Road Accident Prediction System Using Machine Learning Model

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Road accidents are one of the most frequent issues in today's transportation sector. They have become a global concern that results in lives, injuries, and other direct and indirect costs. Sadly, car accidents are ranked ninth on the list of the top 10 causes of mortality by the world health organization. It has an impact on many families in addition to our economies. Therefore, a comprehensive analysis is needed to manage this chaotic circumstance. This study extensively used machine learning approaches to examine and anticipate traffic events to determine their severity. We have developed models using two different datasets and a combination of machine learning, and some deep learning methods. One is the US Accident Dataset, which was gathered from Kaggle and included all US Accidental Records from 2016 through 2021. There are 47 attributes and about 4000000 instances in this dataset. Another dataset we used was the Accidental Dataset of Bangladesh (BD Accident Dataset), which was compiled from accident reports from 2000 to 2003 and obtained from the Accident Research Institute (ARI), BUET, Dhaka. This dataset has 20 features and about 460 samples. We were able to forecast the severity of traffic incidents using the open-source US accident dataset and analyze data on the number of crashes by year, by state, on designated days of the week, the ratio of fatal crashes between rural and urban areas, the age of the injured individuals, and the deadliest times to drive. We also made an effort to determine accident severity and analyze data on driver and passenger casualties and the number of accidents by month, year, vehicle type, and district using the BD accident dataset. We focused on anticipating the "traffic accident severity" by incorporating both datasets, and we compared the outcomes between the US and the BD datasets. We removed the feature with too many null values during data pre-processing and filled the other instances with means due to our dataset's large number of cases. A combination of the Synthetic Minority Oversampling Technique (SMOTE) and hyperparameter optimization has been employed. This study developed Decision Trees, Logistic Regression, Random Forest, KNN, ANN, SVM, CNN, and LSTM models to predict accident severity. To enhance the performance of the models, we applied the Voting Classifiers. We also used the explainable AI technique LIME (Local Interpretable Model-agnostic Explanations), which clarifies a machine learning model and makes each prediction comprehensible on its own. According to the results of the US dataset, CNN received the highest rating of all models, with a training score of 99%, a validation score of 98%, and an F1-Score of 99%. On the contrary, from the BD accidental dataset, the model Random Forest obtained the best training accuracy of 99%, validation accuracy of 94%, and F1-Score of 99%.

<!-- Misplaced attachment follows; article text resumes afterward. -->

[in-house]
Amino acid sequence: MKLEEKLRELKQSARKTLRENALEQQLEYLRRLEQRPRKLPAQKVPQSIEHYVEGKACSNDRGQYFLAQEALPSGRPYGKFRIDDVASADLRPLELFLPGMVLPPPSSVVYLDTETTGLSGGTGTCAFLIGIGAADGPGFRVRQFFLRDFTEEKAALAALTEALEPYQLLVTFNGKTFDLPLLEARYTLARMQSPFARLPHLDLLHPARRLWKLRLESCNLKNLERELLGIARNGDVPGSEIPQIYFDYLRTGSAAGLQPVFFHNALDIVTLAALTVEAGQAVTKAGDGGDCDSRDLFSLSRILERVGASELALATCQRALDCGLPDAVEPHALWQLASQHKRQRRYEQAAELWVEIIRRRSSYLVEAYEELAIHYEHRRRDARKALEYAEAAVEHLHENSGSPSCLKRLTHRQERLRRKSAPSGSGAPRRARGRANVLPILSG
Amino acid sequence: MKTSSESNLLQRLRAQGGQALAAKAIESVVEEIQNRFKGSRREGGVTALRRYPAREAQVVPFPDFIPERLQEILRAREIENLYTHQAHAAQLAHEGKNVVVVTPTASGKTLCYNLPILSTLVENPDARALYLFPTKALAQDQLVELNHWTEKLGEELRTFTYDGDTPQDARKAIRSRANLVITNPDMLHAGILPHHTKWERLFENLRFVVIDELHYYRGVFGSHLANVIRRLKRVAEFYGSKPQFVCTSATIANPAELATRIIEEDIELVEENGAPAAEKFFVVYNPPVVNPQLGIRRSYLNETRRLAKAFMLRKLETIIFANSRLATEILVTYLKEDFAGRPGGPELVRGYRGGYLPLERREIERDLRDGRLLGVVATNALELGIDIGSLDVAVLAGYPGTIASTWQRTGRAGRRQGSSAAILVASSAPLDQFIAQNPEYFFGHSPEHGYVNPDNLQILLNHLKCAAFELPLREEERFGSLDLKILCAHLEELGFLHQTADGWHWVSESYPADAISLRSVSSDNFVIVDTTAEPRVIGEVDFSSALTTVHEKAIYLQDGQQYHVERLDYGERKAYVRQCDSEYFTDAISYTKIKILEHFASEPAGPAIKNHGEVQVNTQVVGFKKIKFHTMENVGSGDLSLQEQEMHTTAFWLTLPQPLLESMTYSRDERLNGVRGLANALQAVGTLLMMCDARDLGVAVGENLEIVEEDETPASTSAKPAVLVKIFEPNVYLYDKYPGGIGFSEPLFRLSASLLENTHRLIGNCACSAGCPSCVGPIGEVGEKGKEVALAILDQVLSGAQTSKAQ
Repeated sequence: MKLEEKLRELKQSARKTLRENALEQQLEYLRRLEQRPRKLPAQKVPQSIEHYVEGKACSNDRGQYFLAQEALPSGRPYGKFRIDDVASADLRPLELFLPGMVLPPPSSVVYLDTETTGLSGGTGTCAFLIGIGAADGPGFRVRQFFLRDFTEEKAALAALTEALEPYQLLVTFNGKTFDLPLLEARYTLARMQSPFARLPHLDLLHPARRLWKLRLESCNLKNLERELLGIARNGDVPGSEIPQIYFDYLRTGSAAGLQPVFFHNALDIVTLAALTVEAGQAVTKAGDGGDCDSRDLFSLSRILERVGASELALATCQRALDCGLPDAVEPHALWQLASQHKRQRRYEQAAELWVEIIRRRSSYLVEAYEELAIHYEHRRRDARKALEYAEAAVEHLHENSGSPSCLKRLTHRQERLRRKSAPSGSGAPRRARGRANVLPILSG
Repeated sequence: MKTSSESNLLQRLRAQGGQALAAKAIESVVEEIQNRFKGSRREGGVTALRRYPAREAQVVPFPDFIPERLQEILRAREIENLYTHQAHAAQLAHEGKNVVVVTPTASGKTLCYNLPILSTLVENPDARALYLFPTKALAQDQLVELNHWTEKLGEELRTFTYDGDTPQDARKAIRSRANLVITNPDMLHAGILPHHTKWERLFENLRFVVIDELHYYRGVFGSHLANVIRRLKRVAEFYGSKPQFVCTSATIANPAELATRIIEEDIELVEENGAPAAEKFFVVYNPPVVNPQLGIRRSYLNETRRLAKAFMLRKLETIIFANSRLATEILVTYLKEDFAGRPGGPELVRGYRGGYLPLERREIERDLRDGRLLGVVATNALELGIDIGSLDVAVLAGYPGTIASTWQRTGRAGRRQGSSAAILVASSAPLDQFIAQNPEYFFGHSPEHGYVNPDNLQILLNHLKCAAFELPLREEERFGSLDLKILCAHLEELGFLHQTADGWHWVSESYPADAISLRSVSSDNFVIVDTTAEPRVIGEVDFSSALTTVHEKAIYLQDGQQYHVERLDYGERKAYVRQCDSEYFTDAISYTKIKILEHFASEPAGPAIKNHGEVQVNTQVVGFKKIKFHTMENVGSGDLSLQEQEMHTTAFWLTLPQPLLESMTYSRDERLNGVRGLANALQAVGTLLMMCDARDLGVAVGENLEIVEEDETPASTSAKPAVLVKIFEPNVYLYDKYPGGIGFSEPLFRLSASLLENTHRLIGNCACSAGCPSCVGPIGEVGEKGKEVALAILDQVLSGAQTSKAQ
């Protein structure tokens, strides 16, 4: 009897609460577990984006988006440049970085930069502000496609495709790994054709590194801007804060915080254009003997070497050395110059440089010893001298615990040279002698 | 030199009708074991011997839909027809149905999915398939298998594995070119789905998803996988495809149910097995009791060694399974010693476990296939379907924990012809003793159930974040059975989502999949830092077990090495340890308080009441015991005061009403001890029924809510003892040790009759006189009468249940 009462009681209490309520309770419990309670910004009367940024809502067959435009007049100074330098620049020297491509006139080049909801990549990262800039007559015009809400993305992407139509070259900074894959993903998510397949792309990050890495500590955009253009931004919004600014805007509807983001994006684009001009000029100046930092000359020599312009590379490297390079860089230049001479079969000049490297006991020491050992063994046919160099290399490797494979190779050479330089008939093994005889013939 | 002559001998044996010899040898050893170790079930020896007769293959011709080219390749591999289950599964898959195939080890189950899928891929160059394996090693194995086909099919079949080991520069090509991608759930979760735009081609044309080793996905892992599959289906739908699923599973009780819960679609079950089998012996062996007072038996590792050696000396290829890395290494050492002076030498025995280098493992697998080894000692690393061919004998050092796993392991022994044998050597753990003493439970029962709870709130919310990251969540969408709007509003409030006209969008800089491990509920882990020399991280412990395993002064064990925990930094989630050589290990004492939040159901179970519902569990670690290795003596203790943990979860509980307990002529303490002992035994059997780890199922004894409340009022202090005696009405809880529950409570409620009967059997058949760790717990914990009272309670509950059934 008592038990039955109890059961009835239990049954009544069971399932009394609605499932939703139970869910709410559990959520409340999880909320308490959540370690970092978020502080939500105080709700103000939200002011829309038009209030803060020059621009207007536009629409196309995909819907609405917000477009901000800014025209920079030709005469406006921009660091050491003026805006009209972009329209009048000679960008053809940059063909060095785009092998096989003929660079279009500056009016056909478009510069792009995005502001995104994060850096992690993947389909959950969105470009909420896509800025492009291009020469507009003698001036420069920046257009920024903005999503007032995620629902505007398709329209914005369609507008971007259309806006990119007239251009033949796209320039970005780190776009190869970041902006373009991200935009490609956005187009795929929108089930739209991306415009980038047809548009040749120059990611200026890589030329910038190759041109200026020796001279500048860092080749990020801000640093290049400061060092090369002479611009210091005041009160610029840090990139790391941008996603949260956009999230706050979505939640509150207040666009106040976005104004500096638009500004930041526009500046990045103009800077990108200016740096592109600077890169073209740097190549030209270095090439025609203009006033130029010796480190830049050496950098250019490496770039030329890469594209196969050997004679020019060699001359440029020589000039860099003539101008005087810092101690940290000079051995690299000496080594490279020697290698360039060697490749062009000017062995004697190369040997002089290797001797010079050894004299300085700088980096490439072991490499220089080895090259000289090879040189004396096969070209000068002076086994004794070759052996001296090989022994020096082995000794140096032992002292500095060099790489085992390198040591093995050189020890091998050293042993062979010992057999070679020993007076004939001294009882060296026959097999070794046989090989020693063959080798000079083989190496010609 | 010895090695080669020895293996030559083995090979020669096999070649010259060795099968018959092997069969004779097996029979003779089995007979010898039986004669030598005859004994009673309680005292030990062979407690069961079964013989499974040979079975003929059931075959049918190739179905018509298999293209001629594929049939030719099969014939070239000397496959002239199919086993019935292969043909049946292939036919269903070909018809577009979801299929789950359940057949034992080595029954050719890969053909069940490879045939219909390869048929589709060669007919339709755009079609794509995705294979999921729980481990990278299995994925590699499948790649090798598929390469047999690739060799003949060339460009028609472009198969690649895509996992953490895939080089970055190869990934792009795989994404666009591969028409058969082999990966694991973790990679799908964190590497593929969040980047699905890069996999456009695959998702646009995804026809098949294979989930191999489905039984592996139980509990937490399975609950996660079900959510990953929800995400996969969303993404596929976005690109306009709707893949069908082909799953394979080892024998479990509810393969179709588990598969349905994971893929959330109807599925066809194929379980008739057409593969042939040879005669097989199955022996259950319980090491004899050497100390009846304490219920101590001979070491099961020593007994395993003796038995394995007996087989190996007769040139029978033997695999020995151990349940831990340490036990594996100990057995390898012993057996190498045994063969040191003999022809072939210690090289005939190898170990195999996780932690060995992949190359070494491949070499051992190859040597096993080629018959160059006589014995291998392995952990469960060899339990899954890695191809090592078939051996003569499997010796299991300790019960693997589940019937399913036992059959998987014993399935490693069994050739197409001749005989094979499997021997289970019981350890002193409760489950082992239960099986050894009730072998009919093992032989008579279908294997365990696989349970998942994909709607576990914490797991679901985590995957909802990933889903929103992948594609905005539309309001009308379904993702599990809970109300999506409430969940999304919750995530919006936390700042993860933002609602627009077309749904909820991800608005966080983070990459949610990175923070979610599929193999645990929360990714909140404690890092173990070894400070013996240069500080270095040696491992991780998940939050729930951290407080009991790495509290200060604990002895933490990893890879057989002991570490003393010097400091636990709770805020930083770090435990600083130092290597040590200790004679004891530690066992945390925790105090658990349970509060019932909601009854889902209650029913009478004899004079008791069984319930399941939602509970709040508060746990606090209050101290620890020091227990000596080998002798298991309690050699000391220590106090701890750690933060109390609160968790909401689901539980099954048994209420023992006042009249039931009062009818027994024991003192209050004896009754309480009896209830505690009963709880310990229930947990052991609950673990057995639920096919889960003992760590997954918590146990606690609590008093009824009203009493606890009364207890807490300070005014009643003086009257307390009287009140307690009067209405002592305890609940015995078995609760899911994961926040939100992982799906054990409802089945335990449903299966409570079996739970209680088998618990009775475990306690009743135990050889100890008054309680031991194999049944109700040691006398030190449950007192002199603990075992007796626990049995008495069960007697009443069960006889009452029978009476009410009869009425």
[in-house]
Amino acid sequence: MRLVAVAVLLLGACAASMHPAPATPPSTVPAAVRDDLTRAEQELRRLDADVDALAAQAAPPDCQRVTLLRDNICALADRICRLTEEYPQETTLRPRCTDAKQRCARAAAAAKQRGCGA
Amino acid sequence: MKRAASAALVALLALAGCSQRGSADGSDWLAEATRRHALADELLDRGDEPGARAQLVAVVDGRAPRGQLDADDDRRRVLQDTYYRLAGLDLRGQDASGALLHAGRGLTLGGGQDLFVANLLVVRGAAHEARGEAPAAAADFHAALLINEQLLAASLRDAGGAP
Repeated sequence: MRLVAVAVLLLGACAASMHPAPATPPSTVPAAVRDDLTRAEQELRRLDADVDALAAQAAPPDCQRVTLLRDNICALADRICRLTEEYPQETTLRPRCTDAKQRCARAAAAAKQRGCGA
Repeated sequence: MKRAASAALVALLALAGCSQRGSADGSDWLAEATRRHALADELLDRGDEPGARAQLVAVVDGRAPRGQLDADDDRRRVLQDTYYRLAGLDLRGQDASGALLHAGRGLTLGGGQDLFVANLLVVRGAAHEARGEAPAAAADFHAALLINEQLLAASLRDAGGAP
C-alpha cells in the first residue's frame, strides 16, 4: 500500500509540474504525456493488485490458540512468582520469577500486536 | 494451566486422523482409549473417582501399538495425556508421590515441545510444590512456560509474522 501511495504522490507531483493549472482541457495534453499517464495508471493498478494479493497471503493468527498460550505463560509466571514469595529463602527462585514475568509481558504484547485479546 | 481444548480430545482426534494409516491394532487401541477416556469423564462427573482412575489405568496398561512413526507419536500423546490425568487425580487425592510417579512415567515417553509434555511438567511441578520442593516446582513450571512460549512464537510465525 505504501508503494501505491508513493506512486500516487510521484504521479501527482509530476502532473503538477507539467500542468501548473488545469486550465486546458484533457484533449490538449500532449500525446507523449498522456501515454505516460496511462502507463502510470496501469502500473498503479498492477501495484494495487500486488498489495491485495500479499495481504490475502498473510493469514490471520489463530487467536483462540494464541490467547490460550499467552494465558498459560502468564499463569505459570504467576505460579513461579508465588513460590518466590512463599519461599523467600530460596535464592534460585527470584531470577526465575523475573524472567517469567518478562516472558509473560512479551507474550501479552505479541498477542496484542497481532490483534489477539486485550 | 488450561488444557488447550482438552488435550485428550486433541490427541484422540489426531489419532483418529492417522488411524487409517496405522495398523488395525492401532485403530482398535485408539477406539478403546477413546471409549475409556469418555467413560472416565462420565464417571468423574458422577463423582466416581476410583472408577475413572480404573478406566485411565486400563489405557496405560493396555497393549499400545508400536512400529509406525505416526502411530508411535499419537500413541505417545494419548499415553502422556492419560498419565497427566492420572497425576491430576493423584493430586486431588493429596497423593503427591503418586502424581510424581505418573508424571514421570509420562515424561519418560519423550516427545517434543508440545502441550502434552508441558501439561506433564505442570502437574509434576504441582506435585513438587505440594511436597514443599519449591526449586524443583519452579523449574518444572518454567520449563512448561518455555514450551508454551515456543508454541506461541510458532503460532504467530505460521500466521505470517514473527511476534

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Electrical and Computer Engineering
North South University
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